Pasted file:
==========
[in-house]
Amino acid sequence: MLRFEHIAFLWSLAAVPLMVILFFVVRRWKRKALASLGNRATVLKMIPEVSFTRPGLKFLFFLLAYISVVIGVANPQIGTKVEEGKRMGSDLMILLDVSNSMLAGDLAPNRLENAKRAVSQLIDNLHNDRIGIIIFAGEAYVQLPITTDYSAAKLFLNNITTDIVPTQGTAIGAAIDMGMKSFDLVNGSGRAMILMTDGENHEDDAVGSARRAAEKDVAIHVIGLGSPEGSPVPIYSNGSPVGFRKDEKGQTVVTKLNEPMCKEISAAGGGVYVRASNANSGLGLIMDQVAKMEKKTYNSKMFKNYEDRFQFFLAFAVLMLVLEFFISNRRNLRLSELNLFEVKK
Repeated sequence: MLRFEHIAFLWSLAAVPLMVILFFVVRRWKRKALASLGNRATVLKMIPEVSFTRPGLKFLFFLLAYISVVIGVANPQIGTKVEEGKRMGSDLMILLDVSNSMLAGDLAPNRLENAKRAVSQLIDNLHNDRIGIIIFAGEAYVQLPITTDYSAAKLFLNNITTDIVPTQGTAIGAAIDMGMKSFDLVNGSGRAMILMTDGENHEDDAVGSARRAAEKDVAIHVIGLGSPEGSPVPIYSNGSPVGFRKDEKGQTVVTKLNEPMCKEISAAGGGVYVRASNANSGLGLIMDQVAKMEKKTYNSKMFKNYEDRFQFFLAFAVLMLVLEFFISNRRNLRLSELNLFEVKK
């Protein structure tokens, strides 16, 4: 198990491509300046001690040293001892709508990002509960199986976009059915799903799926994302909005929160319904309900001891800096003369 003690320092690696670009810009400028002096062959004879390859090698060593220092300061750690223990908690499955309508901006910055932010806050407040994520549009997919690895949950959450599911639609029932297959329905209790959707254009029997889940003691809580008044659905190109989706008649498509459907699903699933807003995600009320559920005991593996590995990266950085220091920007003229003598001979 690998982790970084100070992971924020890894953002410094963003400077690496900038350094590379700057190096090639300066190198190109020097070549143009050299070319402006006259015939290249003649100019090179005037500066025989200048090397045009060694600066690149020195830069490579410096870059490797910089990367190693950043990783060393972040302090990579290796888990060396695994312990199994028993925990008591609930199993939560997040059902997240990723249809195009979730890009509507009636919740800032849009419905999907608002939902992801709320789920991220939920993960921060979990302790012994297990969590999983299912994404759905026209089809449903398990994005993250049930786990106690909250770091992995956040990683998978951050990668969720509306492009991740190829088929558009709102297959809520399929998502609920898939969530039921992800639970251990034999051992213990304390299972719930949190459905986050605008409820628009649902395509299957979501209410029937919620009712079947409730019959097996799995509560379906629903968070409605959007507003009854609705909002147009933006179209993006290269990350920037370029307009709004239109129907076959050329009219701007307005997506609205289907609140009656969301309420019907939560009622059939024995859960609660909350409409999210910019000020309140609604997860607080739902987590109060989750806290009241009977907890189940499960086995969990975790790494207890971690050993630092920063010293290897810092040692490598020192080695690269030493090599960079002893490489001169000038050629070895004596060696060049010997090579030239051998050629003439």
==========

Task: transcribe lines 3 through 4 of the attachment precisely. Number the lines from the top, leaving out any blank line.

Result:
Repeated sequence: MLRFEHIAFLWSLAAVPLMVILFFVVRRWKRKALASLGNRATVLKMIPEVSFTRPGLKFLFFLLAYISVVIGVANPQIGTKVEEGKRMGSDLMILLDVSNSMLAGDLAPNRLENAKRAVSQLIDNLHNDRIGIIIFAGEAYVQLPITTDYSAAKLFLNNITTDIVPTQGTAIGAAIDMGMKSFDLVNGSGRAMILMTDGENHEDDAVGSARRAAEKDVAIHVIGLGSPEGSPVPIYSNGSPVGFRKDEKGQTVVTKLNEPMCKEISAAGGGVYVRASNANSGLGLIMDQVAKMEKKTYNSKMFKNYEDRFQFFLAFAVLMLVLEFFISNRRNLRLSELNLFEVKK
């Protein structure tokens, strides 16, 4: 198990491509300046001690040293001892709508990002509960199986976009059915799903799926994302909005929160319904309900001891800096003369 003690320092690696670009810009400028002096062959004879390859090698060593220092300061750690223990908690499955309508901006910055932010806050407040994520549009997919690895949950959450599911639609029932297959329905209790959707254009029997889940003691809580008044659905190109989706008649498509459907699903699933807003995600009320559920005991593996590995990266950085220091920007003229003598001979 690998982790970084100070992971924020890894953002410094963003400077690496900038350094590379700057190096090639300066190198190109020097070549143009050299070319402006006259015939290249003649100019090179005037500066025989200048090397045009060694600066690149020195830069490579410096870059490797910089990367190693950043990783060393972040302090990579290796888990060396695994312990199994028993925990008591609930199993939560997040059902997240990723249809195009979730890009509507009636919740800032849009419905999907608002939902992801709320789920991220939920993960921060979990302790012994297990969590999983299912994404759905026209089809449903398990994005993250049930786990106690909250770091992995956040990683998978951050990668969720509306492009991740190829088929558009709102297959809520399929998502609920898939969530039921992800639970251990034999051992213990304390299972719930949190459905986050605008409820628009649902395509299957979501209410029937919620009712079947409730019959097996799995509560379906629903968070409605959007507003009854609705909002147009933006179209993006290269990350920037370029307009709004239109129907076959050329009219701007307005997506609205289907609140009656969301309420019907939560009622059939024995859960609660909350409409999210910019000020309140609604997860607080739902987590109060989750806290009241009977907890189940499960086995969990975790790494207890971690050993630092920063010293290897810092040692490598020192080695690269030493090599960079002893490489001169000038050629070895004596060696060049010997090579030239051998050629003439």